Two weeks ago my spouse and I met with a mortgage broker to go over our options for purchasing a home within the next year. This has always been a major goal for us and was one of the main reasons why we filed a bankruptcy in the first place. The broker gave us a list of things to work on/continue to work on:
Keeping our credit card balances under 10%
Make all of our payments on time
Do not apply for any credit accounts (cards, cars, basically anything that will leave an inquiry) within 6-8 months before we are ready to get officially pre approved
Pay down student loan and auto loan balances as much as we can without causing a financial hardship
It was implied that if we followed these items, we would not have an issue getting approved through that specific lender when it came time to start the home buying process around October of 2024 (2 years post discharge).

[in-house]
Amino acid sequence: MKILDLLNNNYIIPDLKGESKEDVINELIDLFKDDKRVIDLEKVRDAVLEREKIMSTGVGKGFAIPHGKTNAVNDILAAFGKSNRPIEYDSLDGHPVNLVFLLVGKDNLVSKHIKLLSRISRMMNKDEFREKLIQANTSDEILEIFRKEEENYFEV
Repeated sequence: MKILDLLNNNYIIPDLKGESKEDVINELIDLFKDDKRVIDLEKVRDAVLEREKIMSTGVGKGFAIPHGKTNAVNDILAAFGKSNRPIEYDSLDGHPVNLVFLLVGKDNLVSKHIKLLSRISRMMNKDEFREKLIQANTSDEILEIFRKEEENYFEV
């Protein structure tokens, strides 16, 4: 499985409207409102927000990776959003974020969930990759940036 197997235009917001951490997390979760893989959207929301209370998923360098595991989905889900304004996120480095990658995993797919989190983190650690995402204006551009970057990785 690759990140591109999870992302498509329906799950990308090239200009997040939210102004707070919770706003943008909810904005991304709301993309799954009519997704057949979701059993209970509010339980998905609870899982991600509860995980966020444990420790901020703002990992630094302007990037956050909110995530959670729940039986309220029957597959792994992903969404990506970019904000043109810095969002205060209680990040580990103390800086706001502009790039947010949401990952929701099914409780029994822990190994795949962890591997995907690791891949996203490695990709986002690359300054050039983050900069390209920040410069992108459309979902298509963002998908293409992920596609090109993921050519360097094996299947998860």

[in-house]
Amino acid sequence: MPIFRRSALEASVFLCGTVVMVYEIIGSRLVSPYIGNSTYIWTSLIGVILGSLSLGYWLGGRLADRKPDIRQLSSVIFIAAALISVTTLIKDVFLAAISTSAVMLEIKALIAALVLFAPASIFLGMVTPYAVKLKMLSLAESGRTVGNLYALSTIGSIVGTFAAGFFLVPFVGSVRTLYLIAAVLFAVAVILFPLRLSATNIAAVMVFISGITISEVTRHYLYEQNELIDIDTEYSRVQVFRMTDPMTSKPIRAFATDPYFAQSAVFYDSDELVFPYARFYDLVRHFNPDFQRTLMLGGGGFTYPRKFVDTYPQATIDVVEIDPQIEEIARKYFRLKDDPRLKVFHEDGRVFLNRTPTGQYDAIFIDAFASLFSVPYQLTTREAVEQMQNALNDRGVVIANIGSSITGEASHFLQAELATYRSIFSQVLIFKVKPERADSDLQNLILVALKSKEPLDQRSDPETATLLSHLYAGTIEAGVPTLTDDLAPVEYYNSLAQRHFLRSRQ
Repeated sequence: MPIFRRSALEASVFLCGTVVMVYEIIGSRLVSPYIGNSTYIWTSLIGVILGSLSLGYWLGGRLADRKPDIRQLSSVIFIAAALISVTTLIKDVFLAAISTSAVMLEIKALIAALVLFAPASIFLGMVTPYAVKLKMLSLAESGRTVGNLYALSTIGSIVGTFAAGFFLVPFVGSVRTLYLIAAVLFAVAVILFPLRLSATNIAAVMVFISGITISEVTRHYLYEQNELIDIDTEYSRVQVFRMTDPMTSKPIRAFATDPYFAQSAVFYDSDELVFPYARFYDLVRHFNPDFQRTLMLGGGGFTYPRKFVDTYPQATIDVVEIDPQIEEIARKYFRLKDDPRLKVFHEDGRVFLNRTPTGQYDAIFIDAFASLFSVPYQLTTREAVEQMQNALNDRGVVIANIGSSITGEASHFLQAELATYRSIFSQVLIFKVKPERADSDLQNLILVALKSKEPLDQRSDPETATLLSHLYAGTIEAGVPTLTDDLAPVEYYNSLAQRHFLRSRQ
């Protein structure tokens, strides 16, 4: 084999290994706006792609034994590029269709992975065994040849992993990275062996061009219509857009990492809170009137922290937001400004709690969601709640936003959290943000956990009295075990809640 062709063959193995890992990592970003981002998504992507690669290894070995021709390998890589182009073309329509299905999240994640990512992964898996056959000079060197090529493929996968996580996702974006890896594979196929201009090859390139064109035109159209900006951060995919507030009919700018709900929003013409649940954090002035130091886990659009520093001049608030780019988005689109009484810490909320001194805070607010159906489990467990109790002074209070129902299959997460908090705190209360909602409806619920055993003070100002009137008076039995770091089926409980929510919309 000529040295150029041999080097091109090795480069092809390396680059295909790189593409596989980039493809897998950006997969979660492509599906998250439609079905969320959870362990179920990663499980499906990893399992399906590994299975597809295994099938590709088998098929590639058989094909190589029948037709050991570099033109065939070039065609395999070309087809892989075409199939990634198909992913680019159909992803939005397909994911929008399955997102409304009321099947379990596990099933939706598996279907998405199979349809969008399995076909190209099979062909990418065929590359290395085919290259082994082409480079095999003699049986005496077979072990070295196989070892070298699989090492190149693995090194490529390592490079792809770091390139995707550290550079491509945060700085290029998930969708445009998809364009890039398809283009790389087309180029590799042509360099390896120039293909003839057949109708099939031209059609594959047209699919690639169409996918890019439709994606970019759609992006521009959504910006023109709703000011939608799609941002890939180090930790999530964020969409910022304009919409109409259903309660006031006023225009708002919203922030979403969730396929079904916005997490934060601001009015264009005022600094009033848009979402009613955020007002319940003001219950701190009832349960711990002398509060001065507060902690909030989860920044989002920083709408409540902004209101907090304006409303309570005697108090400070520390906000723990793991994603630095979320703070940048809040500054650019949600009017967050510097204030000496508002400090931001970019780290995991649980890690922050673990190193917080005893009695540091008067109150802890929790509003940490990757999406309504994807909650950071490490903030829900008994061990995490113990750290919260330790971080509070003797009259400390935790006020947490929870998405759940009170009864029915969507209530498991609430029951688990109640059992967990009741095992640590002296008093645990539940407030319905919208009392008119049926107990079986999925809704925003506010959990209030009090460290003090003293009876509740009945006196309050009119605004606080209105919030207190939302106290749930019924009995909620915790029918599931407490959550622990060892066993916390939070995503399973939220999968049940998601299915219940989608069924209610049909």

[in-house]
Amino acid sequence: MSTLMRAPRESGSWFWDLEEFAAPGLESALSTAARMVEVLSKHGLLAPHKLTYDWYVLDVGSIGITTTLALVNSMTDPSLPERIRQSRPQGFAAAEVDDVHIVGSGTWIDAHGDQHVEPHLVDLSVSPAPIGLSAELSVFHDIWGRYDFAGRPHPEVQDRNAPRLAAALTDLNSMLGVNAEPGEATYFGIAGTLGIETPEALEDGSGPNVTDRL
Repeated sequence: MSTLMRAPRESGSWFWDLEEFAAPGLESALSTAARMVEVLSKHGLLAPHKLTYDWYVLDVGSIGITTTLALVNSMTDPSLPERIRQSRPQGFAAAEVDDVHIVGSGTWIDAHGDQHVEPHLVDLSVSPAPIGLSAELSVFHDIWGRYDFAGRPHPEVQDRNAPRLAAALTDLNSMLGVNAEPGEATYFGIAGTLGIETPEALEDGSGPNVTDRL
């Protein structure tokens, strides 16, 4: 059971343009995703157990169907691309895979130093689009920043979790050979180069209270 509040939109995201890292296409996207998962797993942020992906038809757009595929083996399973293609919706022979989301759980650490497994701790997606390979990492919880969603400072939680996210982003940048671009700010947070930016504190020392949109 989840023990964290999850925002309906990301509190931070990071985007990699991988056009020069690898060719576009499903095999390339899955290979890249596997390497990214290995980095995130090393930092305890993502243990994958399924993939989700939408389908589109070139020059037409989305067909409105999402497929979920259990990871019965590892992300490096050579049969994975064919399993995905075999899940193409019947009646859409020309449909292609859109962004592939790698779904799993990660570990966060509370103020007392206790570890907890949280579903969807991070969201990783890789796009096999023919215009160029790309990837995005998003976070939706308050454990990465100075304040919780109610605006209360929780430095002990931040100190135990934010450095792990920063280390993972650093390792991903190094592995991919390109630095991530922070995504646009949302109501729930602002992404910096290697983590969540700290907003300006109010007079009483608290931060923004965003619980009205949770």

I am currently a renter, renting an apartment. A lot of people are in the same situation and are worried about not being able to rent after having a bankruptcy.
I often get asked: “Is it possible to rent after a bankruptcy?”
The short answer is yes. However, you may have to jump through a few more hoops than someone who has great credit with no bankruptcy.
I moved right in the middle of my bankruptcy. I filed my case in July and ended up moving in August to a new apartment. The apartment complex ran my credit and I know they saw bankruptcy because they called me and point blank asked me if I had an open bankruptcy case. I told them yes, and I explained the situation.